By January 2014, Australians were sick and tired of young people’s lives being destroyed by mindless violence during nights of heavy drinking. Devastating one punch attacks, which were then referred to as “king hits”, were causing increasing concern.
At that time, 18-year-old Daniel Christie (above) was in a critical condition after being attacked by a stranger on New Year’s Eve. His distraught family made a push to call this kind of violence a “coward punch”.
When Daniel died from his injuries, Australians stood behind the Christie family, doing away with the old language. One punch attacks are now indeed commonly referred to as “coward punches”.
The man who killed Daniel, Shaun McNiell, was sentenced to the maximum of 10 years imprisonment.
Outside the NSW Supreme Court, Daniel’s father, Michael Christie, said he hoped that Daniel’s death would be a catalyst for a change in the public’s attitude towards alcohol-fuelled violence.
Mr Christie told the ABC, “As Daniel said, ‘If change is to be it’s up to me’; and that was his mantra and how he lived his life.”
Two years after Daniel’s tragic death, we have seen some changes. There is less tolerance from the Australian public for coward punch attacks and alcohol-fuelled violence generally.
Yet some feel the changes haven’t gone far enough – they certainly weren’t enough to prevent the death of 18-year-old Cole Miller, who died just last month from a coward punch attack.
Many Australians believe more needs to be done to stem the tide of street violence, which has claimed far more than just the lives of Daniel and Cole.
Queensland Senator Glenn Lazarus is on a personal mission to stamp out alcohol-fuelled violence in that State. Acknowledging Cole’s tragic death and a glassing attack on his own son, Senator Lazarus said he has had enough. He announced this week that he will be calling for a federal parliamentary inquiry.
“It seems as though every week we are seeing sickening cases of people being killed or permanently injured as a result of non-provoked alcohol fuelled attacks,” he said.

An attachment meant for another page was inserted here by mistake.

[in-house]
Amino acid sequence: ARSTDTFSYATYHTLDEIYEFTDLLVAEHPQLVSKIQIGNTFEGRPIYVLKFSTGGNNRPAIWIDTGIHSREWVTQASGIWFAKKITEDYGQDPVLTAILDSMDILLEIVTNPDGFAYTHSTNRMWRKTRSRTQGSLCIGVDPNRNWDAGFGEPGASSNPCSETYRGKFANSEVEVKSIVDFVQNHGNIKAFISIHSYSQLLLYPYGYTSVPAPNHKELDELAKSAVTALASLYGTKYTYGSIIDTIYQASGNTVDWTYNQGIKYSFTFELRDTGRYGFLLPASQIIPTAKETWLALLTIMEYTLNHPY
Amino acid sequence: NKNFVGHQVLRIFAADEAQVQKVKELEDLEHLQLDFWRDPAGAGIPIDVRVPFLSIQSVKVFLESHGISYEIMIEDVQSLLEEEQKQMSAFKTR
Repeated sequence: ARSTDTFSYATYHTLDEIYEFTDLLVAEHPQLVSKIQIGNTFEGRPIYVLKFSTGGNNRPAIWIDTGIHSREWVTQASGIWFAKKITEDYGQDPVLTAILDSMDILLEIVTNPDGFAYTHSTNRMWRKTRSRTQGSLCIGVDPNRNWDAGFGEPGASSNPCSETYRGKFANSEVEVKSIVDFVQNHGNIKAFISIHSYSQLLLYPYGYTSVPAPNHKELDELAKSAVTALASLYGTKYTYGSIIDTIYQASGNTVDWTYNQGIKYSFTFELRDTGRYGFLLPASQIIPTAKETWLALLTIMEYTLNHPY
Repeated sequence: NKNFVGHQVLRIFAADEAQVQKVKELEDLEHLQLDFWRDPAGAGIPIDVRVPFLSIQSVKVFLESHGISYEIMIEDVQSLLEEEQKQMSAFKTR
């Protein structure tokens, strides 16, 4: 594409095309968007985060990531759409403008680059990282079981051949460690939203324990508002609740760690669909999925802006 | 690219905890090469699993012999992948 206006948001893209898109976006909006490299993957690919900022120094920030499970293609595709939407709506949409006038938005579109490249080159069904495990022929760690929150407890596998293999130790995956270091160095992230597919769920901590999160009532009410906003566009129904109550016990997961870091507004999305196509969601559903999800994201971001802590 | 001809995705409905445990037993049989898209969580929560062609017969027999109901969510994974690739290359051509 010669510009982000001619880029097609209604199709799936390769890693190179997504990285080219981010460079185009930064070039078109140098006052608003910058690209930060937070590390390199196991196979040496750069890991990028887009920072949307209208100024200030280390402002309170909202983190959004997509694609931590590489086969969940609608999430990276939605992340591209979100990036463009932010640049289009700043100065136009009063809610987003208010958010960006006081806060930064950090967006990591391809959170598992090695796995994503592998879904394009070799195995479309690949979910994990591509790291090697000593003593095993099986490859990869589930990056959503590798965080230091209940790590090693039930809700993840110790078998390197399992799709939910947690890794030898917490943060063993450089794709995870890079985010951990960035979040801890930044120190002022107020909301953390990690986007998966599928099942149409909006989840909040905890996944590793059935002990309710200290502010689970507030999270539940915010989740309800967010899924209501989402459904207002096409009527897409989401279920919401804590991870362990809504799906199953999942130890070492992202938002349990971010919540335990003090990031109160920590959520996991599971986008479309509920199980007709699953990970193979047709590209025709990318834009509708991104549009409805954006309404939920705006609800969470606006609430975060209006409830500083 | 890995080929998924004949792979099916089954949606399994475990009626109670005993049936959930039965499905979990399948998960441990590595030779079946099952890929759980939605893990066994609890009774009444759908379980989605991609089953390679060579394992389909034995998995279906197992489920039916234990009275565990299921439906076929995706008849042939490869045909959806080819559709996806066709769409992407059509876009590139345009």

“States and territories are dealing with the issue of alcohol fuelled violence in different ways. Some states are doing more than others.
“Clearly, as a nation, the Federal Government needs to show leadership and develop in partnership with all states and territories a national strategy to address the issue in a consistent and comprehensive manner.”
Senator Lazarus is not alone in his fight against street violence. Last week, three-time Australian kickboxing champion, Paul Gibson, brought more than 100 boxers together in a meeting on the New South Wales north coast, where they discussed how to beat the problem.
Mr Gibson, legendary coach Arthur Maloney, and former Olympian and Commonwealth boxing champions, Athol McQueen and Justin Roswell, took the opportunity to talk to the ABC condemning coward punch attacks.
Mr Gibson told the ABC, “It’s not boxers who do it, it’s idiots just going out and doing it. It’s a dog act, a coward thing.”
Mr McQueen, who became famous after being the first fighter to floor American ‘Smokin” Joe Frazier at the 1964 Tokyo Olympics, agreed:
“Boxers don’t do these sorts of things, they’re people who want to be a boxer and can’t be a boxer.
“Mainly it’s alcohol and drugs. You take the drugs and alcohol out and there wouldn’t be one-punch attacks.”
Mr Roswell said things are worse now than they were.
“In the old days you’d be a dog. It’s just a different era I suppose, but it’s certainly not accepted in my way of thinking,” he said.
Mr Maloney, who has been a boxing coach for over 55 years, believes the sport of boxing teaches kids about anger and violence. He said:
“Some of the schools send kids up for anger-management classes and they really love boxing.
“There’s a lot in boxing that brings you down to the right level and teaches you to respect other people.
“We teach them, you’re learning this is a sport and not to carry it onto the streets, and we tell them about the consequences if they do.
“They call it a coward’s punch: that’s what it is when they run up and hit them from behind.
“It’s just not the right thing to do.”
It is hoped that changing community attitudes towards alcohol-fuelled violence will lead to a reduction in senseless attacks on our streets.